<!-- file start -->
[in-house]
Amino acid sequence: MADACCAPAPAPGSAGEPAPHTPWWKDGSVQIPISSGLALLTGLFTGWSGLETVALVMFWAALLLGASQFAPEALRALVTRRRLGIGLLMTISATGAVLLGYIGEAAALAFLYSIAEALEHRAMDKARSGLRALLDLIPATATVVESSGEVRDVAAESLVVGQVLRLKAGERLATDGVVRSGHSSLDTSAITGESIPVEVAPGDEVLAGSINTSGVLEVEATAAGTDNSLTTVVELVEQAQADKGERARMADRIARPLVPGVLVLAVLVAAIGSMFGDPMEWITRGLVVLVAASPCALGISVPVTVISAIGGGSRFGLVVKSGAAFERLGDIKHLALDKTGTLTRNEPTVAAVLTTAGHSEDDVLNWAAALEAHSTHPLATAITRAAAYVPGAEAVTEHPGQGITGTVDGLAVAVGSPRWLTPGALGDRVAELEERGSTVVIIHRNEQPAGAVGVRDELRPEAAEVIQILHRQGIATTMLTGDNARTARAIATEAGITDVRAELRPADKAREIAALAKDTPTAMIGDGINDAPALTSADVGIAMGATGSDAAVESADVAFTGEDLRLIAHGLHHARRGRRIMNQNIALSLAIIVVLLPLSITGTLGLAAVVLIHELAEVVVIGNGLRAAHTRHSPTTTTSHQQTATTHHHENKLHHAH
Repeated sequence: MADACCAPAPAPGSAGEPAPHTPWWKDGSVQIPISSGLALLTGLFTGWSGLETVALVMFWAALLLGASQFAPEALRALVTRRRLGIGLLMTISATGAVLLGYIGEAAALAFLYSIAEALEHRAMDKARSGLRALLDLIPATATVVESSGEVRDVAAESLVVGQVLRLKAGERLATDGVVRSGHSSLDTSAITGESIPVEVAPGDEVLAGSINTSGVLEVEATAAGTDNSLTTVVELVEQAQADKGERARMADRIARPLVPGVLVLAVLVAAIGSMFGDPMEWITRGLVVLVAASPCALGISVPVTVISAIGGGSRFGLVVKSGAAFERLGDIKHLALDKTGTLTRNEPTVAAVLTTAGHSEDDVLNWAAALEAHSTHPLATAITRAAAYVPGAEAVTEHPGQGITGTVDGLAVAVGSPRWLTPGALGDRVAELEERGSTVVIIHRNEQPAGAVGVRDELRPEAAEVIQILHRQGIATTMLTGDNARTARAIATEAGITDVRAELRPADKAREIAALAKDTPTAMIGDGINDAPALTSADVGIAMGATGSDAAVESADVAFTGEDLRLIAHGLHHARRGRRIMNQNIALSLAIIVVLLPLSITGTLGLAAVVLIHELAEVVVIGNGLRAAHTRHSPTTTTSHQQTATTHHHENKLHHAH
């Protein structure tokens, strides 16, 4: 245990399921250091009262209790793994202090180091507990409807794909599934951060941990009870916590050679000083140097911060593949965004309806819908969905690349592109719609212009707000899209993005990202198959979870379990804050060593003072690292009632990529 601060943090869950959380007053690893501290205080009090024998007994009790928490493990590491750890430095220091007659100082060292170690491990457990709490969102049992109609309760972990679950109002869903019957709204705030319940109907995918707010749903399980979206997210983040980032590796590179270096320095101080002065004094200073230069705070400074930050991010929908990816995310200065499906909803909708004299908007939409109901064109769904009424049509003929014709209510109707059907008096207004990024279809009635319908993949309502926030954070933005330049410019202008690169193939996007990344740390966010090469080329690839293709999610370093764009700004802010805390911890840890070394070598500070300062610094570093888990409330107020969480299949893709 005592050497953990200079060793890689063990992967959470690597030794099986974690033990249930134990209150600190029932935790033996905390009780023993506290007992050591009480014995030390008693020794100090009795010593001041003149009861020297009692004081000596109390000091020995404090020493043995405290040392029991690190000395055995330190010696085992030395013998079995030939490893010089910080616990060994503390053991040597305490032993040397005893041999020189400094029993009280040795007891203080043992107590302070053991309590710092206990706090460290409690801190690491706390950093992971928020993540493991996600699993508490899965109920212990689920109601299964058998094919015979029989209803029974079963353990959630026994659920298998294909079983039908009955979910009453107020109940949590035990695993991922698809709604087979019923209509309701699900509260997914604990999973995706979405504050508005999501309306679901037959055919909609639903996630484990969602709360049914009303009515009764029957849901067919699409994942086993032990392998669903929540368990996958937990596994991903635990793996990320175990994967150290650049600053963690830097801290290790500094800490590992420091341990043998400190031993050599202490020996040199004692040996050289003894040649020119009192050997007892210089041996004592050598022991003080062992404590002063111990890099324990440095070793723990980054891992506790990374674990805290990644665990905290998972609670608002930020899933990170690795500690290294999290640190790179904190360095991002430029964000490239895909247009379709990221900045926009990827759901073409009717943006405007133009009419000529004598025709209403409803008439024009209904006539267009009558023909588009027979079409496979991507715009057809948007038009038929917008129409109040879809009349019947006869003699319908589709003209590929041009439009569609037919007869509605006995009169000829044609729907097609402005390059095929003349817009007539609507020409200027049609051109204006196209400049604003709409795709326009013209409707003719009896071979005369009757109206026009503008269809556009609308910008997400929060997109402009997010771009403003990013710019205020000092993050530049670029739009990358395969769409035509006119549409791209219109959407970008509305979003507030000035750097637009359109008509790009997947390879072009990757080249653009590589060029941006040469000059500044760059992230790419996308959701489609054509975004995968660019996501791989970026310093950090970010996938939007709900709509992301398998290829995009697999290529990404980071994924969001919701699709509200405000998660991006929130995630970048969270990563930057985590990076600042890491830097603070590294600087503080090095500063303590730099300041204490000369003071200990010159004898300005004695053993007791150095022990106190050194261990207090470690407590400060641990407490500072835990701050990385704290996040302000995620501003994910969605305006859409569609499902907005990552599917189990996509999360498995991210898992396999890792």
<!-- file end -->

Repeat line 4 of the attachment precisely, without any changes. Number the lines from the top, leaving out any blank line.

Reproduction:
């Protein structure tokens, strides 16, 4: 245990399921250091009262209790793994202090180091507990409807794909599934951060941990009870916590050679000083140097911060593949965004309806819908969905690349592109719609212009707000899209993005990202198959979870379990804050060593003072690292009632990529 601060943090869950959380007053690893501290205080009090024998007994009790928490493990590491750890430095220091007659100082060292170690491990457990709490969102049992109609309760972990679950109002869903019957709204705030319940109907995918707010749903399980979206997210983040980032590796590179270096320095101080002065004094200073230069705070400074930050991010929908990816995310200065499906909803909708004299908007939409109901064109769904009424049509003929014709209510109707059907008096207004990024279809009635319908993949309502926030954070933005330049410019202008690169193939996007990344740390966010090469080329690839293709999610370093764009700004802010805390911890840890070394070598500070300062610094570093888990409330107020969480299949893709 005592050497953990200079060793890689063990992967959470690597030794099986974690033990249930134990209150600190029932935790033996905390009780023993506290007992050591009480014995030390008693020794100090009795010593001041003149009861020297009692004081000596109390000091020995404090020493043995405290040392029991690190000395055995330190010696085992030395013998079995030939490893010089910080616990060994503390053991040597305490032993040397005893041999020189400094029993009280040795007891203080043992107590302070053991309590710092206990706090460290409690801190690491706390950093992971928020993540493991996600699993508490899965109920212990689920109601299964058998094919015979029989209803029974079963353990959630026994659920298998294909079983039908009955979910009453107020109940949590035990695993991922698809709604087979019923209509309701699900509260997914604990999973995706979405504050508005999501309306679901037959055919909609639903996630484990969602709360049914009303009515009764029957849901067919699409994942086993032990392998669903929540368990996958937990596994991903635990793996990320175990994967150290650049600053963690830097801290290790500094800490590992420091341990043998400190031993050599202490020996040199004692040996050289003894040649020119009192050997007892210089041996004592050598022991003080062992404590002063111990890099324990440095070793723990980054891992506790990374674990805290990644665990905290998972609670608002930020899933990170690795500690290294999290640190790179904190360095991002430029964000490239895909247009379709990221900045926009990827759901073409009717943006405007133009009419000529004598025709209403409803008439024009209904006539267009009558023909588009027979079409496979991507715009057809948007038009038929917008129409109040879809009349019947006869003699319908589709003209590929041009439009569609037919007869509605006995009169000829044609729907097609402005390059095929003349817009007539609507020409200027049609051109204006196209400049604003709409795709326009013209409707003719009896071979005369009757109206026009503008269809556009609308910008997400929060997109402009997010771009403003990013710019205020000092993050530049670029739009990358395969769409035509006119549409791209219109959407970008509305979003507030000035750097637009359109008509790009997947390879072009990757080249653009590589060029941006040469000059500044760059992230790419996308959701489609054509975004995968660019996501791989970026310093950090970010996938939007709900709509992301398998290829995009697999290529990404980071994924969001919701699709509200405000998660991006929130995630970048969270990563930057985590990076600042890491830097603070590294600087503080090095500063303590730099300041204490000369003071200990010159004898300005004695053993007791150095022990106190050194261990207090470690407590400060641990407490500072835990701050990385704290996040302000995620501003994910969605305006859409569609499902907005990552599917189990996509999360498995991210898992396999890792």